Daniel Sulmasy has recently argued that good medicine depends on physicians having a wide discretionary space in which they can act on their consciences. The only constraints Sulmasy believes we should place on physicians’ discretionary space are those defined by a form of tolerance he derives from Locke whereby people can publicly act in accordance with their personal religious and moral beliefs as long as their actions are not destructive to society. Sulmasy also claims that those who would reject physicians’ (...)
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  14.  4
    The Epistemic and Ethical Onus of ‘One Health’.Nicolae Morar & Jonathan Beever - 2019 - Bioethics 33 (1):185-194.
    This paper argues that the practical reach and ethical impact of the One Health paradigm is conditional on satisfactorily distinguishing between interconnected and interdependent factors among human, non-human, and environmental health. Interconnection does not entail interdependence. Offering examples of interconnections and interdependence in the context of existing One Health literature, we demonstrate that the conversations about One Health do not yet sufficiently differentiate between those concepts. They tend to either ignore such distinctions or embrace bioethically untenable positions. We conclude that (...)
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  15.  5
    Ethics and HIV Prevention Research: An Analysis of the Early Tenofovir PrEP Trial in Nigeria.Kristin Peterson & Morenike O. Folayan - 2019 - Bioethics 33 (1):35-42.
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  16.  1
    Enriching the Concept of Vulnerability in Research Ethics: An Integrative and Functional Account.Eric Racine & Dearbhail Bracken‐Roche - 2019 - Bioethics 33 (1):19-34.
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  17.  4
    A Burden From Birth? Non‐Invasive Prenatal Testing and the Stigmatization of People with Disabilities.Giovanni Rubeis & Florian Steger - 2019 - Bioethics 33 (1):91-97.
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  18.  3
    On the Reconceptualization of Alzheimer’s Disease.Maartje H. N. Schermer & Edo Richard - 2019 - Bioethics 33 (1):138-145.
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  19.  4
    In Vitro Gametogenesis and Reproductive Cloning: Can We Allow One While Banning the Other?Seppe Segers, Guido Pennings, Wybo Dondorp, Guido de Wert & Heidi Mertes - 2019 - Bioethics 33 (1):68-75.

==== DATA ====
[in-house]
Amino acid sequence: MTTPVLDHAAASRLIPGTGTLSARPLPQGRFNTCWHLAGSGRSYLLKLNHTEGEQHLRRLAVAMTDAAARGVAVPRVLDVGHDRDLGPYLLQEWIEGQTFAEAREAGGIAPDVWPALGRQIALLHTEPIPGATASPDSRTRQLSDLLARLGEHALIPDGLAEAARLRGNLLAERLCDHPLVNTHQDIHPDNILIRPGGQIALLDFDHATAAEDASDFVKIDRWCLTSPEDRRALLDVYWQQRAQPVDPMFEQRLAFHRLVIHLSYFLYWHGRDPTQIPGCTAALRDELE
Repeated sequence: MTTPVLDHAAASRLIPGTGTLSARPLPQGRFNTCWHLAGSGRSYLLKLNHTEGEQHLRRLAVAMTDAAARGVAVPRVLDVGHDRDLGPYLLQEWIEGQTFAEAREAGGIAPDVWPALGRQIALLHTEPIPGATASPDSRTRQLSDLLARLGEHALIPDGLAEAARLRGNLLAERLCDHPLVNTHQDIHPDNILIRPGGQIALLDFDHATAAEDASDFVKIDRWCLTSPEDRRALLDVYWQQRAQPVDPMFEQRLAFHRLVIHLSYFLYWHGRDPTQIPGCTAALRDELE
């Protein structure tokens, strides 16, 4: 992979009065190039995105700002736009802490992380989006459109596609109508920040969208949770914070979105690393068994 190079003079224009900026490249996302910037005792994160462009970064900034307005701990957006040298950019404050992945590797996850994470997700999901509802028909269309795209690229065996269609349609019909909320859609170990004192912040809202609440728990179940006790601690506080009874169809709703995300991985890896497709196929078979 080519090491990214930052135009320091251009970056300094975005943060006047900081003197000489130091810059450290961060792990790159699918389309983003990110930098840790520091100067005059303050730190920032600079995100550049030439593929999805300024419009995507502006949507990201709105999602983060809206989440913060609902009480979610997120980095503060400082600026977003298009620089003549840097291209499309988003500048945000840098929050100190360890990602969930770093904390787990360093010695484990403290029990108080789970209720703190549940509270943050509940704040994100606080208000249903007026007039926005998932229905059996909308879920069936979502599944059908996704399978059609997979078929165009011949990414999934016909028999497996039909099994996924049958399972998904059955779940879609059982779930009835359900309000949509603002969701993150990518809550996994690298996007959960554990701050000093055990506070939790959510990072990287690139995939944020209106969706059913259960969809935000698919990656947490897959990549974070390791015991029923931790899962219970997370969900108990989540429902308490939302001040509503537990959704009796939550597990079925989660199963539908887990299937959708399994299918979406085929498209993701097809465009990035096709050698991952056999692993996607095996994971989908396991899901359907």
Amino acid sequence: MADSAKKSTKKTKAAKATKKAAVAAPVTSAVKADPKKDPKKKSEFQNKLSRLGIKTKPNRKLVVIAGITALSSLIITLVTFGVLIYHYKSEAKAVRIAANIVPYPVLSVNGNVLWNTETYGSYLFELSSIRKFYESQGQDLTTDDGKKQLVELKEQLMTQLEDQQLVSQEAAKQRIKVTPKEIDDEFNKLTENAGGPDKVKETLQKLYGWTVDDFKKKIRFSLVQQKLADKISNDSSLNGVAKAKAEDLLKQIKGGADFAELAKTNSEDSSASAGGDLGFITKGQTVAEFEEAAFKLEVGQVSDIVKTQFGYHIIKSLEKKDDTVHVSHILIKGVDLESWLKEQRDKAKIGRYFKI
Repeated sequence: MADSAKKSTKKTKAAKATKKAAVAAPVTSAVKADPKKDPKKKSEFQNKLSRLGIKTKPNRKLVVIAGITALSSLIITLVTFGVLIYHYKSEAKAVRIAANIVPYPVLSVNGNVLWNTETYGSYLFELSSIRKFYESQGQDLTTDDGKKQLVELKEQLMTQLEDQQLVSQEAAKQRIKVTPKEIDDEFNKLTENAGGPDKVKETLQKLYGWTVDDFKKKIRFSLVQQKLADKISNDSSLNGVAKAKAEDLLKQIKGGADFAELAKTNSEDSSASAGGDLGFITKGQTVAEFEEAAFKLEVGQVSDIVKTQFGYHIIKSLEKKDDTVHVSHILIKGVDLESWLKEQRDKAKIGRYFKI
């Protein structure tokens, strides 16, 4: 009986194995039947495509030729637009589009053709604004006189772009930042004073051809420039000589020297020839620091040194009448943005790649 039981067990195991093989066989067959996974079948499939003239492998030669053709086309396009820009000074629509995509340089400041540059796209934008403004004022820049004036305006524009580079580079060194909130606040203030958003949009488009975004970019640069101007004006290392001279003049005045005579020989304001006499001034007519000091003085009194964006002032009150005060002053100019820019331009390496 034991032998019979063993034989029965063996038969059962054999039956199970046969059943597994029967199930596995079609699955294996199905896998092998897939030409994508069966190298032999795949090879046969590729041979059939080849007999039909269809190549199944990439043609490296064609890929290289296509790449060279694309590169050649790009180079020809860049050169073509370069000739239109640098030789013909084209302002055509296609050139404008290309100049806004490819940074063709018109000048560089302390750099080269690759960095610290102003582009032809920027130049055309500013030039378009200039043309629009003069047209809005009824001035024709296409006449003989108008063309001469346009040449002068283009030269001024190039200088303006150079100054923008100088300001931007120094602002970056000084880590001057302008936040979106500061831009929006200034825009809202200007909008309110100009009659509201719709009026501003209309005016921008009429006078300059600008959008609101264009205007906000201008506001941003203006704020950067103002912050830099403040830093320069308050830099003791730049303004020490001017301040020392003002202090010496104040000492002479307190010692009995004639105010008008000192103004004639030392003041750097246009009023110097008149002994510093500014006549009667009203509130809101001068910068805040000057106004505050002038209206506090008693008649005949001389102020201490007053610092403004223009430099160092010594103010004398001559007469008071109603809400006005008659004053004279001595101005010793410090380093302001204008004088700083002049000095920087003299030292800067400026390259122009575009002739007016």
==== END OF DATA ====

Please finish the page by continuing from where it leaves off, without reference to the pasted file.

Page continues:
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  20.  6
    Institutional Non‐Participation in Assisted Dying: Changing the Conversation.Philip Shadd & Joshua Shadd - 2019 - Bioethics 33 (1):207-214.
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  21.  2
    Erosion of Informed Consent in U.S. Research.Lois Shepherd & Ruth Macklin - 2019 - Bioethics 33 (1):4-12.
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  22.  8
    Informed Consent and Nudging.William Simkulet - 2019 - Bioethics 33 (1):169-184.
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  23.  7
    Self‐Admission in Psychiatry: The Ethics.Mattias Strand & Manne Sjöstrand - 2019 - Bioethics 33 (1):132-137.
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  24.  2
    Accepting the Avoidable Death: The Philosophy of Limiting Intensive Care.Marc Sørensen & Lars Willy Andersen - 2019 - Bioethics 33 (1):201-206.
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  25.  4
    Suffering at the End of Life.Jukka Varelius - 2019 - Bioethics 33 (1):195-200.
    In the end‐of‐life context, alleviation of the suffering of a distressed patient is usually seen as a, if not the, central goal for the medical personnel treating her. Yet it has also been argued that suffering should be seen as a part of good dying. More precisely, it has been maintained that alleviating a dying patient’s suffering can make her unable to take care of practical end‐of‐life matters, deprive her of an opportunity to ask questions about and find meaning in (...)
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  26.  18
    No Conscientious Objection Without Normative Justification: Against Conscientious Objection in Medicine.Benjamin Zolf - 2019 - Bioethics 33 (1):146-153.